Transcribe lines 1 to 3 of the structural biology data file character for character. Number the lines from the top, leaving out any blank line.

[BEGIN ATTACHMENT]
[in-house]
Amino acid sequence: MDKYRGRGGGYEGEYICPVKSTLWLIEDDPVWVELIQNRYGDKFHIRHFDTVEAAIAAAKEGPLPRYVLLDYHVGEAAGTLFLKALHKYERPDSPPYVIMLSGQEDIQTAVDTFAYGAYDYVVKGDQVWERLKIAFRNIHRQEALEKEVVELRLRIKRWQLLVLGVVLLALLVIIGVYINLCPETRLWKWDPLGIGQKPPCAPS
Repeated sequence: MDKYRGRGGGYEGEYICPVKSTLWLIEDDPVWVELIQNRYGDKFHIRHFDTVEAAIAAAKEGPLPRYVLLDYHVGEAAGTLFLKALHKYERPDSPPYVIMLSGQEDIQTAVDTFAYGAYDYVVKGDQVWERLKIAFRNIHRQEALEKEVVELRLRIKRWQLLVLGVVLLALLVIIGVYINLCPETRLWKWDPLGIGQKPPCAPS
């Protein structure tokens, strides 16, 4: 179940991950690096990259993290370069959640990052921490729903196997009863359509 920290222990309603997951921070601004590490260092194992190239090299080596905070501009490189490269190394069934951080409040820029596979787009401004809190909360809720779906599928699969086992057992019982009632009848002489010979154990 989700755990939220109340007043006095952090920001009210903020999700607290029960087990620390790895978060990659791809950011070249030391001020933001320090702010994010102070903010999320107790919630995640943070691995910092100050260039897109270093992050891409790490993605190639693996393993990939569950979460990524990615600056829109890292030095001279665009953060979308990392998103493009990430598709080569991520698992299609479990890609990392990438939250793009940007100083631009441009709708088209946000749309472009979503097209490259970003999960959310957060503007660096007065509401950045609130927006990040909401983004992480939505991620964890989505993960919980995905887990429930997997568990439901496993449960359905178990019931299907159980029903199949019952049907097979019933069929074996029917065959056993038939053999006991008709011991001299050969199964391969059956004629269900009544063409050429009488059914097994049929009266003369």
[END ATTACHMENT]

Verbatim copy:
[in-house]
Amino acid sequence: MDKYRGRGGGYEGEYICPVKSTLWLIEDDPVWVELIQNRYGDKFHIRHFDTVEAAIAAAKEGPLPRYVLLDYHVGEAAGTLFLKALHKYERPDSPPYVIMLSGQEDIQTAVDTFAYGAYDYVVKGDQVWERLKIAFRNIHRQEALEKEVVELRLRIKRWQLLVLGVVLLALLVIIGVYINLCPETRLWKWDPLGIGQKPPCAPS
Repeated sequence: MDKYRGRGGGYEGEYICPVKSTLWLIEDDPVWVELIQNRYGDKFHIRHFDTVEAAIAAAKEGPLPRYVLLDYHVGEAAGTLFLKALHKYERPDSPPYVIMLSGQEDIQTAVDTFAYGAYDYVVKGDQVWERLKIAFRNIHRQEALEKEVVELRLRIKRWQLLVLGVVLLALLVIIGVYINLCPETRLWKWDPLGIGQKPPCAPS